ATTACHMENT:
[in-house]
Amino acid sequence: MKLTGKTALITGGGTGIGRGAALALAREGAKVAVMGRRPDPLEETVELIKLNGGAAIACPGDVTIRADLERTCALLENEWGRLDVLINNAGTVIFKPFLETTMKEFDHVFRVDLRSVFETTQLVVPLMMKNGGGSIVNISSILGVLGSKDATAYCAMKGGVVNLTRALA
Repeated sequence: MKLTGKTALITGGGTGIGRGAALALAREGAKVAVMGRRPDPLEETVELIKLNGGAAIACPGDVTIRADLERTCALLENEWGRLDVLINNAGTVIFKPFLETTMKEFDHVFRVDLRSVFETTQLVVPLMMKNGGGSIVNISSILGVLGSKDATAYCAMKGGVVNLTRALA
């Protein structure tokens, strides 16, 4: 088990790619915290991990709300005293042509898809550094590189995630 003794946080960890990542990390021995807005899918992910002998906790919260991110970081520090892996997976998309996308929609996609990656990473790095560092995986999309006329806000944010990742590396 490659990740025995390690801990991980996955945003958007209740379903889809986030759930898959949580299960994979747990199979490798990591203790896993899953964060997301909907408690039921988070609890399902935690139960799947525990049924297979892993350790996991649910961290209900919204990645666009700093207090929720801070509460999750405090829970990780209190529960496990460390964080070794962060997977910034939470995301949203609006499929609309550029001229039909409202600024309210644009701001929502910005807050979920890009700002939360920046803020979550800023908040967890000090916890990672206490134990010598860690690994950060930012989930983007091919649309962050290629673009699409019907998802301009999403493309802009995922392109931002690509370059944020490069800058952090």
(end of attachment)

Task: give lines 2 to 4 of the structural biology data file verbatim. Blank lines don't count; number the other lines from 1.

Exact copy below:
Amino acid sequence: MKLTGKTALITGGGTGIGRGAALALAREGAKVAVMGRRPDPLEETVELIKLNGGAAIACPGDVTIRADLERTCALLENEWGRLDVLINNAGTVIFKPFLETTMKEFDHVFRVDLRSVFETTQLVVPLMMKNGGGSIVNISSILGVLGSKDATAYCAMKGGVVNLTRALA
Repeated sequence: MKLTGKTALITGGGTGIGRGAALALAREGAKVAVMGRRPDPLEETVELIKLNGGAAIACPGDVTIRADLERTCALLENEWGRLDVLINNAGTVIFKPFLETTMKEFDHVFRVDLRSVFETTQLVVPLMMKNGGGSIVNISSILGVLGSKDATAYCAMKGGVVNLTRALA
């Protein structure tokens, strides 16, 4: 088990790619915290991990709300005293042509898809550094590189995630 003794946080960890990542990390021995807005899918992910002998906790919260991110970081520090892996997976998309996308929609996609990656990473790095560092995986999309006329806000944010990742590396 490659990740025995390690801990991980996955945003958007209740379903889809986030759930898959949580299960994979747990199979490798990591203790896993899953964060997301909907408690039921988070609890399902935690139960799947525990049924297979892993350790996991649910961290209900919204990645666009700093207090929720801070509460999750405090829970990780209190529960496990460390964080070794962060997977910034939470995301949203609006499929609309550029001229039909409202600024309210644009701001929502910005807050979920890009700002939360920046803020979550800023908040967890000090916890990672206490134990010598860690690994950060930012989930983007091919649309962050290629673009699409019907998802301009999403493309802009995922392109931002690509370059944020490069800058952090």